Department of Agriculture have
carried on prove that farming
scientifically and systematically
undertaken will pay profits. The
records and particulars of such
work in every province are available to the Canadian farmer.
Experimental Farm crops are
sometimes claimed to be produced
at too great cost. Thousands of
experiments, however, show that
increaeed cropping costs wisely
applied up to a reaaonable point
always increase crop profits. This
is true on the Experimental Farm
—and on any and every farm.
Ar. too rrowlni ersln, itl_
,r«d nr inurr-IrS in fruit? w. M
.lv. ,uu information lhal will hrlf J...
Dn you br«.<l II., .leek T Ar. re. kwa.
Mr dairy cattJ.? Ar, yon int.rMtt. hi
boullry nr S^aT Ala .. ter Inf.ra,.-
Iton.   We ha., .on. Hut will httS Jo..
We ha.r poMl.hrf an. ha.e tar frM
ei.lrlhalion 39a ilff.rent r.peru. h.f.
I.tln. and elrctllar, droll., with a.oll«.
of inLrent to yo.. A*h ter WMI rem
»«iit, or for • tut el «« tmmmetkme.
We shall have something mora
to say later. Meantime write the
Department of Agriculture, Ottawa, about your problems.
Have Faith in Canada
AeUwrlwd far pshllc.tlon by the 	
Dominion Department of Agriculture
W. B. MOTRUIWCU. Stuiiur.
Dr. J. H. GKlBDALa, DetMj MUM*.
,444i*t4t>4444*»4*i»l4»4< nai rora
Friday, July 32nd 1923
\am\~ . .
•Tbe Cranbrook fieralt.
Published Every Friday
Subscription Price .
V* Called States ..
. »2.li0 per year
. HS.6II per year
"Wll»  •  m.al.ii  Wtthoat  m Maul."
rnrntet »r U»L» Lai.r
ASv.rtl.Inx R.t*. on Application.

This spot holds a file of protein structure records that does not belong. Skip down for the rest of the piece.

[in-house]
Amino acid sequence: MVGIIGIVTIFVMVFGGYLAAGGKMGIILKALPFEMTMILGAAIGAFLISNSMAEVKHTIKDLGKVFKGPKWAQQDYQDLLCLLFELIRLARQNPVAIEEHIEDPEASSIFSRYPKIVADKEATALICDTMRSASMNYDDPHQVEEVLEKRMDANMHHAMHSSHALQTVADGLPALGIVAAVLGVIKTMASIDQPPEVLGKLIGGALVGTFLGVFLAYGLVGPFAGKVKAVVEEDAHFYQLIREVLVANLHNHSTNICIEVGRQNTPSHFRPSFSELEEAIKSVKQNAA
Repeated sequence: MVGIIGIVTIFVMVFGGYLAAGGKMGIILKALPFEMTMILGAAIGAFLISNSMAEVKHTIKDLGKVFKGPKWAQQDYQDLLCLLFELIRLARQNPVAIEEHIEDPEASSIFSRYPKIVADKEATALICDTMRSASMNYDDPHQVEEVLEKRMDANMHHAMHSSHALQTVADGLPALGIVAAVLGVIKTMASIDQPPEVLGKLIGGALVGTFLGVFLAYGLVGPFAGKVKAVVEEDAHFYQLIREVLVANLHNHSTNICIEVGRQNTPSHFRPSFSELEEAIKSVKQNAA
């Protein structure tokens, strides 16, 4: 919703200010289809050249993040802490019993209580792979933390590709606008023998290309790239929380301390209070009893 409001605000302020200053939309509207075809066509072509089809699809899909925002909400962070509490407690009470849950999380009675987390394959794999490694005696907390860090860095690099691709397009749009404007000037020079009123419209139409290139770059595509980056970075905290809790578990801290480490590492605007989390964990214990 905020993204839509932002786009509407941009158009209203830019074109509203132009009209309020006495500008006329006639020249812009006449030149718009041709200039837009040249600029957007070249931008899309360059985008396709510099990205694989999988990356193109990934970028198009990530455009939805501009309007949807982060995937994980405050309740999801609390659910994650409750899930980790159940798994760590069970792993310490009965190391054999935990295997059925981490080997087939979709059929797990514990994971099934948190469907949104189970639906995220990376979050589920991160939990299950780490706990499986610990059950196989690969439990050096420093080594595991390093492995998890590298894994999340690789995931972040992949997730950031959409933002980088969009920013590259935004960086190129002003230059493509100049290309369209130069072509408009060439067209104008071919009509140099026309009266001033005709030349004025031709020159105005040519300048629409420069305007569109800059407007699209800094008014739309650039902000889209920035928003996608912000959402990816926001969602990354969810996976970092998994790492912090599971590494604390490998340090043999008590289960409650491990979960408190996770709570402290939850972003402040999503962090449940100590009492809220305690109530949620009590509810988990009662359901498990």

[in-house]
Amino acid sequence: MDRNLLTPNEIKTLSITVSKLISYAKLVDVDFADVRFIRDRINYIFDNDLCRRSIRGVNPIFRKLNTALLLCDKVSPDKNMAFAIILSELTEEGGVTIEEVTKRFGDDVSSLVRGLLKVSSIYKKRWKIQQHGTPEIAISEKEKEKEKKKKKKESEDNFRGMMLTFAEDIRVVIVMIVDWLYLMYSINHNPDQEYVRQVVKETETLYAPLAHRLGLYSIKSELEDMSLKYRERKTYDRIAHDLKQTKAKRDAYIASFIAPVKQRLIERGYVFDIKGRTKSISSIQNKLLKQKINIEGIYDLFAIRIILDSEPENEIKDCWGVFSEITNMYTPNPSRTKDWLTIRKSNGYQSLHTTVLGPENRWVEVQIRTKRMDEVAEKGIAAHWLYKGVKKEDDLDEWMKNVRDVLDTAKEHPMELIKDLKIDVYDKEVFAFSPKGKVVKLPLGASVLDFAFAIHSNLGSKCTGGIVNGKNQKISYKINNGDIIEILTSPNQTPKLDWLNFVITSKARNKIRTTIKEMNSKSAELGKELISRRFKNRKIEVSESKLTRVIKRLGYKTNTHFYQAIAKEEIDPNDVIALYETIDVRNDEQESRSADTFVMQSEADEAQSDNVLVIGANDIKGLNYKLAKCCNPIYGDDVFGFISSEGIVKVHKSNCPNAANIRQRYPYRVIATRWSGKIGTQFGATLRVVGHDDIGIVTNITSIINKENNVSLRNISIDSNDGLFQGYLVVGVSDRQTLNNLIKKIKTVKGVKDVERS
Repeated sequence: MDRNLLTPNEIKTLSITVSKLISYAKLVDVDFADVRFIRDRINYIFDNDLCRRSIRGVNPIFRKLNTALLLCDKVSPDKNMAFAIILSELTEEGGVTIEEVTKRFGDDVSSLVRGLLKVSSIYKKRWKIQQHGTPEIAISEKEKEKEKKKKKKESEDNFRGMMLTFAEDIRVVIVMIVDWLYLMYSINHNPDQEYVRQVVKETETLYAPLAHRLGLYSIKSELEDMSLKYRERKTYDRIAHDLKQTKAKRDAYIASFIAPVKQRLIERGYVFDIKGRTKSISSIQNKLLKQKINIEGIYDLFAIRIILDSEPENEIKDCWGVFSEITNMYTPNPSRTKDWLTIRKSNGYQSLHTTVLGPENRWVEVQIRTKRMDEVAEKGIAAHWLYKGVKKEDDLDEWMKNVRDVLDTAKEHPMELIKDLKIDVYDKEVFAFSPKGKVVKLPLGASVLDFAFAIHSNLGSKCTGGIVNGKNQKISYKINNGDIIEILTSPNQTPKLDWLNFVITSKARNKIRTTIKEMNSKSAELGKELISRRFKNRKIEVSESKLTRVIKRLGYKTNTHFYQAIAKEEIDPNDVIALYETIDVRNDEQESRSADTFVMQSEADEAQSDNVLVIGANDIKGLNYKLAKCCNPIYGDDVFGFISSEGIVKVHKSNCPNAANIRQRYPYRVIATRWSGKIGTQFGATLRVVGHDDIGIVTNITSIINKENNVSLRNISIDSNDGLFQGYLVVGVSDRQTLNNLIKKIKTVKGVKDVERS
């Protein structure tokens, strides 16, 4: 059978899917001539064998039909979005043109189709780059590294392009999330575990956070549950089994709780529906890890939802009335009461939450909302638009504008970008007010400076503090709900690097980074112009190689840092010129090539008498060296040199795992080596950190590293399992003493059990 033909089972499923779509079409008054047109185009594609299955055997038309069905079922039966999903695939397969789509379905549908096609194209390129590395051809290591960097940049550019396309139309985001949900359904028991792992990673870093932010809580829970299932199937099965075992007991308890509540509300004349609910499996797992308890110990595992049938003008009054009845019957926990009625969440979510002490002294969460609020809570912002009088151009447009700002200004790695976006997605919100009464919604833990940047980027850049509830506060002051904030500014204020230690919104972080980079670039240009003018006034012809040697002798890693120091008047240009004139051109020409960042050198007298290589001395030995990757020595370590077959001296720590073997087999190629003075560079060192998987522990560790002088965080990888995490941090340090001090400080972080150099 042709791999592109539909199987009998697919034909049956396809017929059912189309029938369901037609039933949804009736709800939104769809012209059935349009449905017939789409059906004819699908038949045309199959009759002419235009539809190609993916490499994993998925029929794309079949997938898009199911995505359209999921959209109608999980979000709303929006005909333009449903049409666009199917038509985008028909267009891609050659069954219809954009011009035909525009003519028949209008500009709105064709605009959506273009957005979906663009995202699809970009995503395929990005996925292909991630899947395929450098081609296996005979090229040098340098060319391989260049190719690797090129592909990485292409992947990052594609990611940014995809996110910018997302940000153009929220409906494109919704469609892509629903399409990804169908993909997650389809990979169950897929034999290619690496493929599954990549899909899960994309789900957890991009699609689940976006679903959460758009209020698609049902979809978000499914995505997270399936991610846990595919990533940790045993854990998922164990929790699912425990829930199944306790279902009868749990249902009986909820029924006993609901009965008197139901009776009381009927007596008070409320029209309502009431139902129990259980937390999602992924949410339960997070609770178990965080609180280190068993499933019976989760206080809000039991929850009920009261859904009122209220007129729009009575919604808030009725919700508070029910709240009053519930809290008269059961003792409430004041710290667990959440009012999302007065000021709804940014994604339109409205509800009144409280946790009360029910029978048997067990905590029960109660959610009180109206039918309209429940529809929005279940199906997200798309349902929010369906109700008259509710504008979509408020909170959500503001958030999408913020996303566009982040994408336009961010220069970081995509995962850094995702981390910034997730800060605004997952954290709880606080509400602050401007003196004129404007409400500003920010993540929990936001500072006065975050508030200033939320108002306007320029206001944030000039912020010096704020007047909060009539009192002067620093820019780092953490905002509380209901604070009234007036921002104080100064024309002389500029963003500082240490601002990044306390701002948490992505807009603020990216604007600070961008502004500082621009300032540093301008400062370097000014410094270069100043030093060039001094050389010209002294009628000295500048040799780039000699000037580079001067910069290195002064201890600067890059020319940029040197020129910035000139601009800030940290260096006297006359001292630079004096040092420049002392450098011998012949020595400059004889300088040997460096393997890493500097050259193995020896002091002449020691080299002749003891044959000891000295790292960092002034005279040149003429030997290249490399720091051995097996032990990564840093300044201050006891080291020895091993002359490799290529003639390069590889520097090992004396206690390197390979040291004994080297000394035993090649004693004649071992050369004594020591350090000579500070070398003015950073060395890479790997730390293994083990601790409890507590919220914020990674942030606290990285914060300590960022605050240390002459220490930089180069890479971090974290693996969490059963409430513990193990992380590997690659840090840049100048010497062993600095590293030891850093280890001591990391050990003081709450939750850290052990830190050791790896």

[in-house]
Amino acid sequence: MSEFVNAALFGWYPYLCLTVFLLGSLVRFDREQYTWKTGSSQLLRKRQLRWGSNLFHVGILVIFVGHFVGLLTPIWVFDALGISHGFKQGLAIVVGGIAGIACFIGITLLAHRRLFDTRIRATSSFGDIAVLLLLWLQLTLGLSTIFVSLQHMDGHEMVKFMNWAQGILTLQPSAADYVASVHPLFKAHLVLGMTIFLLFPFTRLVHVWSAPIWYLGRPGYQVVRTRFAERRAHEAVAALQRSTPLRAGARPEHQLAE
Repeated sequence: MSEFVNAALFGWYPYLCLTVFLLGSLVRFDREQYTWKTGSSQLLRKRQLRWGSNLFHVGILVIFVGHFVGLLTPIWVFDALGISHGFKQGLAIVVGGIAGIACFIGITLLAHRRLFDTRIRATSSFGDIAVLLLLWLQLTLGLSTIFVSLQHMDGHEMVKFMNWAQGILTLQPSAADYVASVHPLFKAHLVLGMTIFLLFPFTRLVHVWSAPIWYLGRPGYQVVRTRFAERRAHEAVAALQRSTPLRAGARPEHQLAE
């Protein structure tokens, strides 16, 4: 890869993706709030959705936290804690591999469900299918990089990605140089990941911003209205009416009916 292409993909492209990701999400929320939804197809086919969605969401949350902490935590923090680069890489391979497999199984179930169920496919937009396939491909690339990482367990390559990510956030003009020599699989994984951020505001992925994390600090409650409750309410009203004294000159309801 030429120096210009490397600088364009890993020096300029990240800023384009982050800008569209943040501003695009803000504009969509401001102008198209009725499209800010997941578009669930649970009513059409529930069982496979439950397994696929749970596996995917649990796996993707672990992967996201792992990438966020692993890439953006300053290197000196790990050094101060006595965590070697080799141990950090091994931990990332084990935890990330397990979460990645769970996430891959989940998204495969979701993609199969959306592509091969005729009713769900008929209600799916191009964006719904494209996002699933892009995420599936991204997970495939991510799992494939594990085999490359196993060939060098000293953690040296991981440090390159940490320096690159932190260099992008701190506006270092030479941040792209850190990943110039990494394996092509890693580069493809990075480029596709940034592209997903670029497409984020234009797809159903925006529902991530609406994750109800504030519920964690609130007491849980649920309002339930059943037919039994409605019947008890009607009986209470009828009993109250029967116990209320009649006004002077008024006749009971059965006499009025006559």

Okuvases for Adv.rtl.lnx must b. ln
thvla omc. W.dn.ad., noon th. eurr.nt
week to ..cur. att.ntlon.
12 3 4 5 6 7
8 91011121314
FRIDAY, JULY 22nd, 11)23
The tourist traffic In this district is no longer a matter of
conjecture. It is no longer regarded as being/ fanciful or
visionary to speak of the volume of tourist trade that the
Cranbrook district enjoys. The
tourist is abroad in the laud in
hundreds. One has only to
keep their eyes open to see
Motor touring is a late development in vacation-making
which the popularizing of the
motor car has brought to an
ever-increasing number of people. The tourist camp, for the
convenience of those who travel in this way is an even later
development. Two or three
years ago, the facilities that the
city of Cranbrook offered these
sojourners within our gates
was adequate; today they are
not. The opening of the new
highway link through to Banff
and the prairies is doing precisely what the optimists predicted it would bringing a far
larger volume of tourists into
this city.
These people are quite frank
in expressing (heir approbation
of the natural attractions that
await them here, und the general good condition of the
roads. With equal frankness
many of them also express disappointment that the accommodations provided   for   them
preclude a longer stay. The
city may save a little money in
not making a little greater outlay on the tourist park but it
loses the money the tourists
would otherwise leave here, and
what is probably worth more
still, the city will get a reputation as being a good place to
go right through. Tlie attrac
tions of tlie district have been
broadcasted In the land by
means of the printed page, and
now tlie tourist must be made
to feel lie does not have to hurry on.
The completion of the Banff-
Windermere road marks the
•end of one epoch in the